NBA: Expansion is out
NBA Commissioner David Stern said today that either Seattle or Sacramento is going to be disappointed, according to the Sacramento Bee and other media. As Sportspress Northwest interprets it, this isn't the first time Stern has said there will be no make-everyone-happy expansion solution, but his repetition of the message underlines the NBA's rejection of the (sensible) option. Stern also said the final decision won't come until May 13, or close to that date. A committee of league owners will make its recommendation on Monday, instead of tomorrow, as Stern had earlier indicated.
Seattle Schools Superintendent José Banda said today that there are approximately 80 high school seniors who are in danger of being unable to graduate this year solely because they are coming up short on new state math requirements. In a letter to the students and their families, Banda said the district has concluded it can't get a waiver. He outlined a host of options, including retaking an end-of-course exam for either algebra or geometry and using SAT/ACT test scores as an alternative demonstration of competence.
Banda notes that some of the options would mean waiting until November to receive a diploma. OK, but in a city with tons of brilliant science and math workers, isn't there a way to mobilize enough volunteer tutors or mentors to make sure this doesn't happen in the future?
Federal authorities today arrested a Renton man for offering fake Dale Chihuly glass pieces and paintings. Sadly, the case that brought it to attention involved a man who had wanted to donate works by Chihuly to a museum at Gonzaga University and ended up spending $22,000. Jen Graves, The Stranger's outstanding arts critic, asks about the case against Michael Little:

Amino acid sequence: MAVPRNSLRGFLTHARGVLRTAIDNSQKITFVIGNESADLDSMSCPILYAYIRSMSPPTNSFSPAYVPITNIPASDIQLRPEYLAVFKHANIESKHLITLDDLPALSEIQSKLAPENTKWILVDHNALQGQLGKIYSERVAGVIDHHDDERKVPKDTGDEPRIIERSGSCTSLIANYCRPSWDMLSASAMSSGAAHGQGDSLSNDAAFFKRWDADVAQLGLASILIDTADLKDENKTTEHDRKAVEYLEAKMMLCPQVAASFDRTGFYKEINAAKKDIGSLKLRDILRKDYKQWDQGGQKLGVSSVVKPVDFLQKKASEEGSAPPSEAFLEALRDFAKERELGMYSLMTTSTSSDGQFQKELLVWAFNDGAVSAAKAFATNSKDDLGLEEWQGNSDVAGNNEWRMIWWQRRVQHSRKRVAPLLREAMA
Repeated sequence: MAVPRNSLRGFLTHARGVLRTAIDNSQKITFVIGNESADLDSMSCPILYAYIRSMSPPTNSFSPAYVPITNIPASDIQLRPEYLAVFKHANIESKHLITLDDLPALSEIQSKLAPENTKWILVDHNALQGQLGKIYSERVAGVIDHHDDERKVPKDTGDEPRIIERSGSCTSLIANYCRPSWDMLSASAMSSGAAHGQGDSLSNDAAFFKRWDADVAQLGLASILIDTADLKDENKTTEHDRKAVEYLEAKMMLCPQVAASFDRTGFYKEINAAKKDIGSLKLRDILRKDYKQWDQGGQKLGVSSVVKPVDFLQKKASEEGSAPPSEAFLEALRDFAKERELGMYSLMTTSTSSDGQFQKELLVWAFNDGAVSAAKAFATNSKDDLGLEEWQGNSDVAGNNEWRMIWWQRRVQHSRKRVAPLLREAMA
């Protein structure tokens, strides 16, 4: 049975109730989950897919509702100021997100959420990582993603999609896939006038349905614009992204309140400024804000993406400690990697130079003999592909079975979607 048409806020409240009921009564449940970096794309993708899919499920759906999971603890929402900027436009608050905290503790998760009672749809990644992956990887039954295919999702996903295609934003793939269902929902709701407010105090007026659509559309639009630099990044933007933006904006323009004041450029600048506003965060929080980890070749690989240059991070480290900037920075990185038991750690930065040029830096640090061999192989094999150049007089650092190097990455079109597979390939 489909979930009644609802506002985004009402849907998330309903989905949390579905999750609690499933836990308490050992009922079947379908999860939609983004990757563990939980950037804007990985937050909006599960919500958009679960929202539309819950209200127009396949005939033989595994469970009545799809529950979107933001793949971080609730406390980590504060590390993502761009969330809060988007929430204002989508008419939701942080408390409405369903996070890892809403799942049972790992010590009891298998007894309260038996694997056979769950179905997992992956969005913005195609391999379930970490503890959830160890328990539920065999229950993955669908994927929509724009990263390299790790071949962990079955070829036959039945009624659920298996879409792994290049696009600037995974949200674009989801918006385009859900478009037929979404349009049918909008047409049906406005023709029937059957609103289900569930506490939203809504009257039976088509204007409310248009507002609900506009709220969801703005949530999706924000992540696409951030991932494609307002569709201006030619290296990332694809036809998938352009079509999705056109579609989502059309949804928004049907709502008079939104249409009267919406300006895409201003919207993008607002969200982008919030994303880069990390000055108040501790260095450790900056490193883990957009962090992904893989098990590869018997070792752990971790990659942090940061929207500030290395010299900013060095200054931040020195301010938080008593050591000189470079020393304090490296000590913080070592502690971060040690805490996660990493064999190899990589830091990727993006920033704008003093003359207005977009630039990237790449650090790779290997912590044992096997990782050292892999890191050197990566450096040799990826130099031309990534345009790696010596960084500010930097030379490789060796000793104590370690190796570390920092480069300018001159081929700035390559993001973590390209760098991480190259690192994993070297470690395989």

If the accusations are true, I wonder: Were they good forgeries? Chihuly has expert glassblowers fabricating his pieces, and he employs at least one man who specializes in making his splattery paintings. Who made these forgeries? Little himself? Or was he just the trafficker?
Chihuly is noted for his arguably over-aggressive assertion of rights. But, if the allegations are true, this sounds like one of the meanest and oldest tricks in the arts theft world.
There have been calls for a moratorium on apodment construction in Seattle. Part of the concern comes from the city's exemption of the new units from normal neighborhood notification and design rules (How on Earth does a city manage to come up with something that goofy just to promote density?). But, as Seattle Times editorial writer Thanh Tan notes in an excellent, video-illustrated posting this afternoon, fixing the shortcoming doesn't require a moratorium. And it's possible to mix quality with micro-housing.
Tan includes a neat ABC News video from Tokyo that is very informative, even kind of inspirational. But a couple of points that ought to raise questions in Seattle: The best Japanese apodments seem to have kitchens in each unit, unlike what the city is encouraging. And note that even the tiny units featured in Tokyo seem to be larger than some of the 150 to 200 square feet apartments that have been mentioned here.
Sound Transit is breaking ground on a 1.6 mile extension of its Link lightrail line, which currently ends at Sea-Tac Airport. The extension, which will end at a new station at Angle Lake, is expected to be finished in 2016, four years ahead of an original promise to voters. Finally, a good rail option for the growing communities of Des Moines, Kent and south SeaTac. The event is at 11 a.m. Friday at 19863 28th Avenue S., SeaTac. Sen. Patty Murray and Gov. Jay Inslee will speak. Details here.
Like what you just read? Support high quality local journalism. Become a member of Crosscut today!